These new and seemingly odd classroom rules will set the standard for acceptable behavior of each students, and will later be the basis for the evaluation of learning at the end of the meeting. Present different pictures of people in various cultural settings, emphasizing how cultural factors and characteristics influences human
behavior. The students, while viewing the pictures, take note of their observations. 10mins C. Presenting examples/ instances of the new lesson Group Act. Picture analysis (10mins) Group the class into four Provide each group a pictures that portrays Man as a Social Being Ask them to list down as many answers as they can come up with the given picture. (5mins) Each group to present by reading the list of their answers. 1 min per group (4mins) Group Act. 10mins Group the class into four Present a Spider Graphic Organizer and let students’ contribute a word that they think will be of use in defining Society. 2mins Base on the words gathered within the group let them come up with their own understanding or definition of the word society 5 mins Let them Present their work (1 mins each) Each of the group formulated will be instructed to sit as a unit and will be tasked to formulate a informal society of their own based on the following elements: A. Government B. Norms and laws C. Culture 5min of preparation & a 2min presentation for each group At least Three to five students are selected randomly to articulate their observations through class recitation. 5mins D. Discussing new concepts and practicing new skills #1 (Leads to Formative Assessment 1) Teacher to discuss the Concept Note: Man as a Social being (Use the appropriate keywords provided by the students on the Group act Picture analysis) CONCEPT NOTE: (10) mins Aristotle – Man is a Social Animal Thomas Acquinas – Man is essentially good, thus Society as man’s construct is good “NO MAN IS AN ISLAND” Teacher to present and discuss the concept note CONCEPT NOTE: 5MINS Society is a group of people living in a definite territory having the government of their own, sharing same culture, interdependent and interrelated to oneanother Immanuel Kant – Therefore the state is committed to the protection of his dignity, by uncompromisingly ensuring his basic freedom no matter what John Rawls – Each person possesses an inviolability founded on justice that even the welfare of society as a whole cannot override (mining at the expense of tribal : FILIPINOS: War against Drugs Plato – Society should have the virtues of Wisdom (Ruler), Courage (Soldier), and Temperance (Merchants) to attain justice. From the given activity, the teacher will discuss the concept of the Social Contract based from the following philosophical proponents: A. Jean Jacques Rousseau – Society is established based on the idea that man by nature is good, and thus man basically surrenders his individual will to the will of the people.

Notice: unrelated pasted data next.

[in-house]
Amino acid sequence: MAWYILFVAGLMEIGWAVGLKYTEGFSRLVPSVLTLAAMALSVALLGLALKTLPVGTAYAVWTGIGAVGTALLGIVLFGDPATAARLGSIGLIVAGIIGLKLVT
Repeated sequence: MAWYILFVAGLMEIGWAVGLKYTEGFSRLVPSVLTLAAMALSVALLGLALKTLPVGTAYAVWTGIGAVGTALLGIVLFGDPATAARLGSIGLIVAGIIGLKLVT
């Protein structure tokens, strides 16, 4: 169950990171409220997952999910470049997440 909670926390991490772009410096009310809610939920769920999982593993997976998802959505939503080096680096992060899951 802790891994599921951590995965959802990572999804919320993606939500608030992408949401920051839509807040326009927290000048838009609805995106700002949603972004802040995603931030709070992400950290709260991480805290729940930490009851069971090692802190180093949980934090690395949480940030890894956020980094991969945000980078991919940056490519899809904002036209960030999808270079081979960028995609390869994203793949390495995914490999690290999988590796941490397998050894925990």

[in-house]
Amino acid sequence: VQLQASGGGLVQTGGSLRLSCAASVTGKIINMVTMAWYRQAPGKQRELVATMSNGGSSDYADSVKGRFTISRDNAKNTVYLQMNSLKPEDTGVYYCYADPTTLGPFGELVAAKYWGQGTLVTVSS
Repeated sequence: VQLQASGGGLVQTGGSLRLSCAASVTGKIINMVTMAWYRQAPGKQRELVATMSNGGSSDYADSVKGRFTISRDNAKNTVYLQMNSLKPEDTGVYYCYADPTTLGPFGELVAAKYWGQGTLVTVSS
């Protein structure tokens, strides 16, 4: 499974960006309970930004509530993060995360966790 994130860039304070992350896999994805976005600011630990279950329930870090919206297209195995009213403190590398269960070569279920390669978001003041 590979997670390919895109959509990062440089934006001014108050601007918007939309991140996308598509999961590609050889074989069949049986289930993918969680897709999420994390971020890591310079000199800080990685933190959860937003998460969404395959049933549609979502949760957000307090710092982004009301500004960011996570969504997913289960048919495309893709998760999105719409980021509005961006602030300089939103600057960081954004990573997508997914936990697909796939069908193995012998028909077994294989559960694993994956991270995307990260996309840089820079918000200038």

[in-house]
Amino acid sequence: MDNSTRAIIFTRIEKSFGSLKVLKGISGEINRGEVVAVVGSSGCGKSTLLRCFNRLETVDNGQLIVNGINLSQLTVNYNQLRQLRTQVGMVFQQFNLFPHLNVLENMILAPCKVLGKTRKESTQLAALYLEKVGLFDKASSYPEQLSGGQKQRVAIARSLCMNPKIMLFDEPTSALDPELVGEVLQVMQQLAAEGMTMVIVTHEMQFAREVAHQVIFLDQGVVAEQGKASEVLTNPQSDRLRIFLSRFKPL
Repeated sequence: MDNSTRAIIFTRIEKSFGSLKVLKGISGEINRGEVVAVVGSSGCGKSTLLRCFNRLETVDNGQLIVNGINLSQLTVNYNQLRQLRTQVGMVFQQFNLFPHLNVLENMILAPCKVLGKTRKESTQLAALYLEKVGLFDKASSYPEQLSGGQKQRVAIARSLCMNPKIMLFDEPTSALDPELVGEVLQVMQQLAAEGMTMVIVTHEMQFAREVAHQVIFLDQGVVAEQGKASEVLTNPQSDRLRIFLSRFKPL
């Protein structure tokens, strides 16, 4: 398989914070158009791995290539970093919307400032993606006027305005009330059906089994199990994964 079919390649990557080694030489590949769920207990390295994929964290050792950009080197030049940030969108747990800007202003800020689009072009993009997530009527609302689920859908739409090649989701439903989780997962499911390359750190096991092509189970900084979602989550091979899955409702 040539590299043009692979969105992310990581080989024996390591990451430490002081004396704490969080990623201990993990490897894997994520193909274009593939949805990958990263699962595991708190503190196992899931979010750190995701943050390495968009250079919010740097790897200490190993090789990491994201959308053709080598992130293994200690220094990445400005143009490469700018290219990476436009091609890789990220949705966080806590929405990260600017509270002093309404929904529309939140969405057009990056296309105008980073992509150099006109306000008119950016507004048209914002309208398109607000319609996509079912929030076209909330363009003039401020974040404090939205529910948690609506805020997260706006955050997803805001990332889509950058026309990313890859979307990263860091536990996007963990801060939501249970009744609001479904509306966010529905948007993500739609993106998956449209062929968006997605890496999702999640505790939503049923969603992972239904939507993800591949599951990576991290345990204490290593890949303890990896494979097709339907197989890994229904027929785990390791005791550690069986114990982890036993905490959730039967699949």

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- Winter '17
- Mr. dindo
- Philosophy, supervisor